Traveling Heavy

Immigrants“Travelers are those who go elsewhere because they want to, because they can afford to displace themselves. Immigrants are those who go elsewhere because they have to. If they don’t displace themselves they’ll suffer: their very existence is at risk. They pick up and leave, sometimes at a moment’s notice. Now I’m a traveler, but I always remember I started out in life being an immigrant. I carry the memory of the girl who felt utterly foreign, helpless, speechless, a misfit; the girl who wanted to dissolve into the cracks in the walls.”

–Ruth Behar
From the introduction to Traveling Heavy

TravelingHeavy

Traveling Heavy is a deeply moving, unconventional memoir by the master storyteller and cultural anthropologist Ruth Behar. Through evocative stories, she portrays her life as an immigrant child and later, as an adult woman who loves to travel but is terrified of boarding a plane. With an open heart, she writes about her Yiddish-Sephardic-Cuban-American family, as well as the strangers who show her kindness as she makes her way through the world. Compassionate, curious, and unafraid to reveal her failings, Behar embraces the unexpected insights and adventures of travel, whether those be learning that she longed to become a mother after being accused of giving the evil eye to a baby in rural Mexico, or going on a zany pilgrimage to the Behar World Summit in the Spanish town of Béjar.

Behar calls herself an anthropologist who specializes in homesickness. Repeatedly returning to her homeland of Cuba, unwilling to utter her last goodbye, she is obsessed by the question of why we leave home to find home. For those of us who travel heavy with our own baggage, Behar is an indispensable guide, full of grace and hope, in the perpetual search for connection that defines our humanity.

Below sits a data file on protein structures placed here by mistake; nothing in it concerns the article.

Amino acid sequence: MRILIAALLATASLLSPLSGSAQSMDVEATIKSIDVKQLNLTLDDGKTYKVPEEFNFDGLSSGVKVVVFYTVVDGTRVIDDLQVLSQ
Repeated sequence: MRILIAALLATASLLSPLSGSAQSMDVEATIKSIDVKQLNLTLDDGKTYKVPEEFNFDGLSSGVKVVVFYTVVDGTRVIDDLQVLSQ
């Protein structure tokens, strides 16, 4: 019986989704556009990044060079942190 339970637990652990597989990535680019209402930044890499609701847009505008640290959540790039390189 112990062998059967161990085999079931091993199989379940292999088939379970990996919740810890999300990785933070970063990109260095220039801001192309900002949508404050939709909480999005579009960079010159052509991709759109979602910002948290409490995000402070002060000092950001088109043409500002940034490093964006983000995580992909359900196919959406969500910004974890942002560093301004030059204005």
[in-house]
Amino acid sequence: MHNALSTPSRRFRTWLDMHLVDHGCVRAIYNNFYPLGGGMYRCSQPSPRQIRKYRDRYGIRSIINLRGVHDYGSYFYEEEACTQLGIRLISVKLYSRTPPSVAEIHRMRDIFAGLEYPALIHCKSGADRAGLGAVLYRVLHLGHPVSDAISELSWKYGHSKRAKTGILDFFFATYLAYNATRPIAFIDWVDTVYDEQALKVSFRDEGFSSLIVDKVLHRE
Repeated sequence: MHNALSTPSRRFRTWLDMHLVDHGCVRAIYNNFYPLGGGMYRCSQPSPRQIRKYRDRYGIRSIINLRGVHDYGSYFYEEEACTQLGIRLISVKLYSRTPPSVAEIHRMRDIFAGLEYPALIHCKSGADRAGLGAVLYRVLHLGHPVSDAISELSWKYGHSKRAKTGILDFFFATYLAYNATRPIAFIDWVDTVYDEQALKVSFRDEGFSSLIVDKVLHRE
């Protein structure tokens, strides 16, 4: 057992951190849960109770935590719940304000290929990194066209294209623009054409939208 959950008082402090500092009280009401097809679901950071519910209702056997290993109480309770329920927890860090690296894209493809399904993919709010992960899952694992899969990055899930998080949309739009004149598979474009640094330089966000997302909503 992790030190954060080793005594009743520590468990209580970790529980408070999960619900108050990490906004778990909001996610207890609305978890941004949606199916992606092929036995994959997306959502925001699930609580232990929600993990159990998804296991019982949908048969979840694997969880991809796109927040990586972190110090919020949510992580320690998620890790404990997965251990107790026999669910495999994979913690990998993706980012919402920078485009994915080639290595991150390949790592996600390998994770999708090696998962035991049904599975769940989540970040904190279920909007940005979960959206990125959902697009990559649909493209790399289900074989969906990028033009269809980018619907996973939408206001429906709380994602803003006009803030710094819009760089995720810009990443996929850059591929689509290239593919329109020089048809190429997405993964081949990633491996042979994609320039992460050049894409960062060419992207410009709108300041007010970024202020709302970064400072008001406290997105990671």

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Features

Marion Fischel, “Confessions of an anthropologist,” Jerusalum Post, March 19, 2014

Judy Bolton-Fasman, “‘Traveling Heavy’ by Ruth Behar,” Boston Globe, Books, May 7, 2013.

Miriam Bradman Abrahams, Jewish Book Council, April 30, 2013.

Joshunda Sanders, “An Old Little Girl,” Kirkus Feature, April 24, 2013.

Interview with Sebastian Schulman, “Jewish Cuba: A First-Hand Account,” National Yiddish Book Center, Tuesday, April 23, 2013.

Praise

“‘Travelers are those who go elsewhere because they want to. . . . Immigrants are those who go elsewhere because they have to.’ Ruth Behar’s own story is one of being both the reluctant immigrant and the enthusiastic traveler, and finally, perhaps to appease both legacies, ‘an anthropologist who specializes in homesickness.’ Behar admits Spanish is her mother tongue, and yet she is a master craftsperson in her father tongue, English. As always, her exquisite stories leave me astonished, amused, exhilarated, illuminated, and forever transformed.” —Sandra Cisneros, author of House on Mango Street

“Ruth Behar takes us deep into geographies she has charted, transcending anthropological reportage and finding the poetry that is there not only in the places she has mapped but also in history. She has written an observant and surprisingly compassionate book, full of warmth. I enjoyed reading every page; it is full of wisdom and devastating sincerity.” —Nilo Cruz, author of Anna in the Tropics, winner of the Pulitzer Prize for drama

I keep a stack of books on my desk, a “to read” pile that taunts me all semester while I am teaching. I can never find the time to sit down with a book that is not directly related to one of my classes or my current research projects. Ruth Behar’s Traveling Heavy was somewhere in the middle of the pile, but since I will soon be moving to Germany for the year, I was inspired to read a book written by another itinerant academic.

This memoir absolutely enthralled me; I read it cover to cover without stopping. The essays are written in gorgeous prose, and Behar’s narrative voice is both introspective and informative without ever being pedantic. What fascinated me the most about this book was the author’s relentless search for belonging. As a Jewish Cuban, Behar meditates on the nature of diaspora and the importance of telling stories about who we are and where we come from. “Once a story has been told,” Behar writes, “it can never be lost.” —from the blog Literary Ethnography